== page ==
looks
at the chosen plan and then decides if it can be deferred or not - i don't know.

Some things to play with to understand more what is going on:
1) get sizes of the underlying tables and indexes in the good and bad cases.  https://db.apache.org/derby/docs/10.12/ref/rrefsyscsdiagspacetable.html
2) see if updating optimizer statistics helps.  Derby will eventually automatically do this
in background.  But for your test case it seems likely you created
    indexes first and loaded data which will not generate stats.  : https://db.apache.org/derby/docs/10.8/tuning/ctunperfstatistics.html
3) i need some help from others on this one, but you may be able to add hints to your update
query  if you want to work around this problem and force the scan.
4) you might try writing your query with ? parameters vs hard coded variables.  This takes
a different path through the optimizer.  I am not hopeful on this one as
    i think it will lean more toward index scan vs table scan.

> Apache Derby simple update statement performance becomes 1500% worse when adding one
byte to a column
> -----------------------------------------------------------------------------------------------------
>
>                 Key: DERBY-6858
>                 URL: https://issues.apache.org/jira/browse/DERBY-6858
>             Project: Derby
>          Issue Type: Bug
>    Affects Versions: 10.11.1.1, 10.12.1.1
>         Environment: windows 7 64 bit
>            Reporter: somebody
>            Priority: Blocker
>         Attachments: repro.java, repro.java, repro.java
>
>
> I have 2 tables as follows:
> ParentUpdate
> name varchar(255)
> value int not null
> primary key: name
> ChildUpdate
> parentName varchar(255)
> name varchar(255)
> value int
> data varchar(1000)
> primary key: name foreign key: parentName to ParentUpdate.name
> When I run the statement "update ChildUpdate set parentName = 'Parent 2' where parentName
= 'Parent 1'" with 2500 records in the ChildUpdate table and 1 record in the ParentUpdate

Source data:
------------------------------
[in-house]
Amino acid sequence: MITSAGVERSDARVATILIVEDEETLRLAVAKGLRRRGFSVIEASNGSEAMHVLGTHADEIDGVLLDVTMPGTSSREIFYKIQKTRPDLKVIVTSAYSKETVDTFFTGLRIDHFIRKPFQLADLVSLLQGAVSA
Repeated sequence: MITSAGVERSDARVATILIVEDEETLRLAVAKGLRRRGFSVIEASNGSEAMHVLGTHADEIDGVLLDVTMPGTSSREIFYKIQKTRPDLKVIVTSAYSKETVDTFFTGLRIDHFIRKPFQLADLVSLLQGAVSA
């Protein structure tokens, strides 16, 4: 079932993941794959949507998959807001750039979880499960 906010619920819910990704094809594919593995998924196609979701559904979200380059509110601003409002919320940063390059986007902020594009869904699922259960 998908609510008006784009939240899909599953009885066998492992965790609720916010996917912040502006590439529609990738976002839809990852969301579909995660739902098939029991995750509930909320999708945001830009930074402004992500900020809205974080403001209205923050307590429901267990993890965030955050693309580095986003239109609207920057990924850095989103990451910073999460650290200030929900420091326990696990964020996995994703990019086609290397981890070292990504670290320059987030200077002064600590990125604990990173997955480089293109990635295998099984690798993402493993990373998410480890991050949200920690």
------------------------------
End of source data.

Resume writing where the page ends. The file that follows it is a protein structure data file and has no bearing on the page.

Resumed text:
table with only a single byte difference in data size in the ChildUpdate table, the performance
decreases by 15 times.
> When the ChildUpdate data column has exactly 14 bytes of the same character the runtime
of the above query is about 500 milliseconds. When I add one more byte to the data column
of ChildUpdate the performance all of a sudden becomes about 7500 milliseconds.
> If i then decrease the data size back to 14 from 15 it's fast again. When i put it back
to 15 it's slow again. This is reproducible every time.
> Can you please help me figure out how to get the same fast performance without such seemingly
random behaviour.
> The query plans are below for both cases.
>         projection = true
>             constructor time (milliseconds) = 0
>             open time (milliseconds) = 0
>             next time (milliseconds) = 16
>             close time (milliseconds) = 16
>             restriction time (milliseconds) = 0
>             projection time (milliseconds) = 0
>             optimizer estimated row count: 51.50
>             optimizer estimated cost: 796.12
>         Source result set:
>             Table Scan ResultSet for CHILDUPDATE at read committed isolation level using
exclusive row locking chosen by the optimizer
>             Number of opens = 1
>             Rows seen = 2500
>             Rows filtered = 0
>             Fetch Size = 1
>                 constructor time (milliseconds) = 0
>                 open time (milliseconds) = 15
>                 next time (milliseconds) = 16
>                 close time (milliseconds) = 16
>                 next time in milliseconds/row = 0
>             scan information:
>                 Bit set of columns fetched={0, 1}
>                 Number of columns fetched=2
>                 Number of pages visited=41
>                 Number of rows qualified=2500
>                 Number of rows visited=2500
>                 Scan type=heap
>                 start position:
>                     null
>                 stop position:
>                     null
>                 qualifiers:
>                     Column[0][0] Id: 0
>                     Operator: =
>                     Ordered nulls: false
>                     Unknown return value: false